Additionally, culturally imposed gender roles prevent women from assuming leadership positions and often exclude them from participating in programming design and implementation. Likewise, they lack access to sanitary materials and to sexual and reproductive health care and they are often denied the legal right to work, which results in higher exposure to abuse and exploitation. UNHCR also alerts that sexual and gender-based violence are often aggravated in displacement contexts
Accordingly, there is an even greater need to invest in gender equality education for all and other preventive measures, and to provide for adequate protective and responsive mechanisms for women and girls survivors of violence.
Dianova’s experience with refugee women’s economic empowerment
In Spain, Dianova manages various programmes for asylum seekers and beneficiaries of international protection and their families. The 2-phase humanitarian assistance programme is based on a personalized integration plan, with individualized assessment and tailored to the specific needs of each person.
This model is particularly valuable for women and girls, as it thoroughly addresses cultural and social barriers to women’s empowerment. The programme’s first phase centres on strengthening beneficiaries’ personal development, preparing them for the new environment, the local cultural norms and its democratic values. The second phase focuses on their integration and empowerment, investing in professional trainings, language skills, and education.
Dianova has found it acutely striking to overcome the obstacles and secure safe jobs for women in the programme. Cultural differences, including restrictive gender-roles, religious practices, lack of education and household responsibilities, often limit their career possibilities.
To this account, Dianova secures formal education for all children in the programme, provides capacity building trainings for women, supports self-employment activities, and engage the private sector to guarantee job opportunities and a safe working environment for women, respectful of their cultural backgrounds and the differences that it entails.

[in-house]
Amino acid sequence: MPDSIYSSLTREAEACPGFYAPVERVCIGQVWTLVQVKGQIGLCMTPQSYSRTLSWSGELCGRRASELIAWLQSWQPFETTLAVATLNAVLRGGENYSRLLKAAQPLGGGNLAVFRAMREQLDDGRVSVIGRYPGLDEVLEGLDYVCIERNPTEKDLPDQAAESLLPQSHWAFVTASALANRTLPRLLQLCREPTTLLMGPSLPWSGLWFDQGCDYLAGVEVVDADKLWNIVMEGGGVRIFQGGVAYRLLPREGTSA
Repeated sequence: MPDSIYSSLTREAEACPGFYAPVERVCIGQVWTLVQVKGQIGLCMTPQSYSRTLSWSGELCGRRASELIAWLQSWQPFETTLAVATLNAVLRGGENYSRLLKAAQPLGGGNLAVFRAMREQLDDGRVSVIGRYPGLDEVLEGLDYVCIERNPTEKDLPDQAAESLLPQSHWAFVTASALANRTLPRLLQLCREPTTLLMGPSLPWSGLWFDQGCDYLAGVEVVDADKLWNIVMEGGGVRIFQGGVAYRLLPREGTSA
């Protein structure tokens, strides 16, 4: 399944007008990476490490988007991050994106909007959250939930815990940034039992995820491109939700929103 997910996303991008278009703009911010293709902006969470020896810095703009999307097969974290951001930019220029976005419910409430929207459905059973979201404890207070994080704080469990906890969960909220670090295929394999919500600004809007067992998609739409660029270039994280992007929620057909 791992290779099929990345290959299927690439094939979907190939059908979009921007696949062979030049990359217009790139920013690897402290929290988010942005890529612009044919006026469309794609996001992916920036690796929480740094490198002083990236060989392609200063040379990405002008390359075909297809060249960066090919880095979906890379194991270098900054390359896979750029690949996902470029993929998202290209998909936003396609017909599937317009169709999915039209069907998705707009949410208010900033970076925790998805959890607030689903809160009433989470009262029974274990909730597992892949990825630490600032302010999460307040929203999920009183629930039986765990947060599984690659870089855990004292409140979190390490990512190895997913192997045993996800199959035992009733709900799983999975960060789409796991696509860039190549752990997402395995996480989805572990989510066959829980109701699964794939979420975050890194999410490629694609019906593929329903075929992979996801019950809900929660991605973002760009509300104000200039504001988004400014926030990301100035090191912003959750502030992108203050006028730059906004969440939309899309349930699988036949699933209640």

Key recommendations for women’s protection and empowerment in displacement context:
Based on experience and shared lessons, Dianova International finds it imperative for women’s security and empowerment that member states address, and support civil society in addressing, the root causes for forced migration in national and international levels. In addition, we call on member states to follow these recommendations, so that every woman on the move is entitled to the same rights that should be guaranteed for every woman, everywhere:
- Collect gender-sensitive and disaggregated data to design adequate responses for women.
- Provide access to sexual and reproductive care and deliver basic materials, such as period supplies for women and girls and breast pumps and bottles for mothers.
- Guarantee access to a safe livelihood.
- Prevent and respond to sexual and other forms of gender-based violence: offer psycho-social support to violence survivors; provide preventive trainings on gender equality and women’s empowerment for women and girls and for men and boys; and guarantee accountability for the perpetrators.
- Combat xenophobia and promote multidimensional integration (language, culture, work, transportation, and technology).
- Offer professional trainings for women and make sure girls are attending school.
- Include migrant women and other minorities in migration policy and program-making.
- Support and multiply personalized integration programs to address specific needs.
- Give women the legal right to work to prevent abuse and exploitation at the work place, and ratify the International Convention on the Protection of the Rights of All Migrant Workers and Members of Their Families.
- Engage in partnership with the private sector to educate them on different cultural norms, to fight xenophobia in the hiring process, to create job opportunities for migrants and refugees, and to build a safe and inclusive work environment for women from different cultural and religious backgrounds.